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James Foreman-Peck, Smith and Nephew in the Health Care Industry. Aldershott, England: Edward Elgar, 1995. xiii + 269 pp. Illustrations, bibliography, index. $71.95 (cloth). ISBN: 1-85898-085-2.

Reviewed for EH.Net by Marvin Fischbaum, Department of Economics, Indiana State University.

Though essentially an authorized company history, and one where the company holds the copyright, this book written by an economic historian of some distinction, rises above its genre. Foreman-Peck places the development of Smith & Nephew and its antecedent firms firmly within the context of time and place. Both through details and through pace, Foreman-Peck succeeds in demonstrating business evolution from “personal capitalism” in Victorian England, where being in Hull as opposed to Birmingham as opposed to Lancashire really mattered, to late twentieth century professionalized management of a multi-national enterprise. As chronology advances, the pace quickens, and emphasis shifts from personal connections, social standing, and leisure interests, to research endeavors, management techniques, efficiency, markets, …and lawsuits.

The company studied, Smith and Nephew, plc., is something of an odd duck; it resembles a smaller, British, version of Johnson and Johnson. For much of its history the firm depended on five major product groups: 1.) bandages for surgical use, 2.) plaster of paris and coverings for casts, 3.) bandages for home use, 4.) sanitary napkins and tampons, and 5.) face cream. Smith and Nephew became the market leader in these product groups at home, and enjoyed some success elsewhere in the Commonwealth, particularly in ex-colonies of settlement. None of these products required a major research effort, and any requisite technology was acquired for the most part through merger and licensure. Starting in the 1980’s the firm purchased several technologically complex health related businesses in the U.S, expanded research capability in Britain, exited non-medical textile production, and made itself over into a multinational, rapidly evolving, high growth enterprise.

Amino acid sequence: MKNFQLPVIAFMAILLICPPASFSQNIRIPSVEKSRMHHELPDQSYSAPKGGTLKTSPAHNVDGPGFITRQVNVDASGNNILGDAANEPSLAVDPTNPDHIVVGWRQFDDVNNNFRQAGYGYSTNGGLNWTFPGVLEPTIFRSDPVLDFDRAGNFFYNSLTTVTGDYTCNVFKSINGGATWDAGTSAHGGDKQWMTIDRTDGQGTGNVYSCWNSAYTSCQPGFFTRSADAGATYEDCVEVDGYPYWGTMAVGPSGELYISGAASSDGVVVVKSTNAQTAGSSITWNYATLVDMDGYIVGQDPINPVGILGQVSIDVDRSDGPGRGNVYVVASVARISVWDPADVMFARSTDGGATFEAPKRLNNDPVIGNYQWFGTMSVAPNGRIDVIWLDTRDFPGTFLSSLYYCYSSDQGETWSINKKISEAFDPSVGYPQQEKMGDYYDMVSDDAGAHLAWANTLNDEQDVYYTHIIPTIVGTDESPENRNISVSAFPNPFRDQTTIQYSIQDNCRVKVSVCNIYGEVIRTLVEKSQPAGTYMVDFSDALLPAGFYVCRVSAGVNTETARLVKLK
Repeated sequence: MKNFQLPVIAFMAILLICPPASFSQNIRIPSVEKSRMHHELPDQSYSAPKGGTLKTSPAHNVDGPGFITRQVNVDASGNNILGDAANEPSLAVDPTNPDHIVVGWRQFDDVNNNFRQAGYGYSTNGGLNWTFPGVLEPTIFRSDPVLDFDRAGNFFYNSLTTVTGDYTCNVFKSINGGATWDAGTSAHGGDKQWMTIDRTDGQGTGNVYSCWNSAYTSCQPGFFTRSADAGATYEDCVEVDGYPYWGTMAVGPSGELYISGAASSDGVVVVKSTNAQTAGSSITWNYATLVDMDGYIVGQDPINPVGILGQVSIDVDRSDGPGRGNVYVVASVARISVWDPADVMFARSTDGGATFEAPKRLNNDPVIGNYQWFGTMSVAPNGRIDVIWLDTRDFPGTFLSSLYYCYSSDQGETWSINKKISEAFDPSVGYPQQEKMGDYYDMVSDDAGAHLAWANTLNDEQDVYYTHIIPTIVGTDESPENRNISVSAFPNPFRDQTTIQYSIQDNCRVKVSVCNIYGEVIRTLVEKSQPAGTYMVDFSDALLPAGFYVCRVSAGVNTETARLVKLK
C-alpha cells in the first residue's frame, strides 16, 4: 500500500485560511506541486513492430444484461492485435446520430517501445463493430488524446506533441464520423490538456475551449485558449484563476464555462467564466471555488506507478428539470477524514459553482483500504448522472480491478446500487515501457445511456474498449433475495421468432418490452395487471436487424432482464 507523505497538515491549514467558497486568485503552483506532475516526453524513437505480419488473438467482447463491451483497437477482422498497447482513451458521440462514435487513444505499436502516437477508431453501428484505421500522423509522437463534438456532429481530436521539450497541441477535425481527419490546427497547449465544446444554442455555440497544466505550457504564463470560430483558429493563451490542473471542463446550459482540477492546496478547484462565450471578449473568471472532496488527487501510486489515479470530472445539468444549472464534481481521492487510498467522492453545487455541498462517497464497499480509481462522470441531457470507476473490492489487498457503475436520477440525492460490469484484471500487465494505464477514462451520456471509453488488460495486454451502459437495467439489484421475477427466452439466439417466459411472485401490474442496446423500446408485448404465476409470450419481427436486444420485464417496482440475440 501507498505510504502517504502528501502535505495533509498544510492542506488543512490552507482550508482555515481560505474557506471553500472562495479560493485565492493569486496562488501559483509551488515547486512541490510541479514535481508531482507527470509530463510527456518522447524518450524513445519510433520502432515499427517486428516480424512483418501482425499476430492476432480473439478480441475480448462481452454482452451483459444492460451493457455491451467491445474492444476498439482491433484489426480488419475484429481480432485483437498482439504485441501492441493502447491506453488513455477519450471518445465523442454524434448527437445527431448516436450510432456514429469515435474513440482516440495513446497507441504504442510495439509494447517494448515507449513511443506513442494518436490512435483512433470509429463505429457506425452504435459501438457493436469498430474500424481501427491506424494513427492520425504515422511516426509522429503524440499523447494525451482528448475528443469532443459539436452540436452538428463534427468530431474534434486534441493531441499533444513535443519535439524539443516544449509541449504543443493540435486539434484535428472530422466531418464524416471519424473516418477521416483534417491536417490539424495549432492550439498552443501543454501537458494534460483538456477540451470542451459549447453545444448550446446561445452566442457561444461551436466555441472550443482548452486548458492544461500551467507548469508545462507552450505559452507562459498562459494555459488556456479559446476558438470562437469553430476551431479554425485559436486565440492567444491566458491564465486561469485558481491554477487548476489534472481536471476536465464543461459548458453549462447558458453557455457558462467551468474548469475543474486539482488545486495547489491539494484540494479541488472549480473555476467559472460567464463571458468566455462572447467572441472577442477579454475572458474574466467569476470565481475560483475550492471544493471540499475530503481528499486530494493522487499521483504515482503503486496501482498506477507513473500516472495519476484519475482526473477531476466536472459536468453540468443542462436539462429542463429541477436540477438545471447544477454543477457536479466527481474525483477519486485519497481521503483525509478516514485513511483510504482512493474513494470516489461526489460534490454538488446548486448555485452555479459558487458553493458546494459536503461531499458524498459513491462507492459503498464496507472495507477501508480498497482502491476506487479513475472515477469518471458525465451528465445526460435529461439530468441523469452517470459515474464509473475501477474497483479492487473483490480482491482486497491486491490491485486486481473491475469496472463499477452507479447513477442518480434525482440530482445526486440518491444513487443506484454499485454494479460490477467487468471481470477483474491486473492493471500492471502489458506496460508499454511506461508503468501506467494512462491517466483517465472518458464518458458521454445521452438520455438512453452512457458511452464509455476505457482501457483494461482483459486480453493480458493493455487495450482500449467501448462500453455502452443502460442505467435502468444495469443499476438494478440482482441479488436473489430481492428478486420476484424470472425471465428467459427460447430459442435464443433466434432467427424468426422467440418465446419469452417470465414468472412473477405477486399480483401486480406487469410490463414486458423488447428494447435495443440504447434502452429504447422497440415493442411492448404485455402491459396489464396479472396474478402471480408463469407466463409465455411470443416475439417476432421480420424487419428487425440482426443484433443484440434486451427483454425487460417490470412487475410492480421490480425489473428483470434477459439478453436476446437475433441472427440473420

Foreman-Peck carefully chronicles Smith and Nephew, and antecedent British firms, especially Southalls. T.J. Smith differentiated his pharmacy from dozens of others in Hull, and entered the national market, when he discovered, aided possibly by his city’s standing as the principal port for trade with Scandinavia, that Norwegian cod liver oil tasted less obnoxious, and was less expensive than that brought in from Newfoundland. When the nephew, H.N. Smith entered the business in 1896, staff numbered three. Employees rose to 54 by 1914, and 1500 by 1918. The nephew, having worked in Lancashire, shifted the business to surgical dressings, and World War I proved a bonanza. Southalls in Birmingham evolved in a similar fashion. Southalls was founded somewhat earlier; 1820, as opposed to 1856. Situated in a larger city, Southalls became a substantial enterprise. It followed Smith and Nephew into Norwegian cod liver oil, but gained advantage through backward integration, employing a factory in Norway. Southalls, too, switched emphasis to health related textile products. Its breakthrough product was the first commercial version of sanitary napkins. In the interwar period, and through the acquisition of Southalls in 1958, the increasingly professional management at Smith and Nephew, is contrasted to the persistence of family control at Southalls.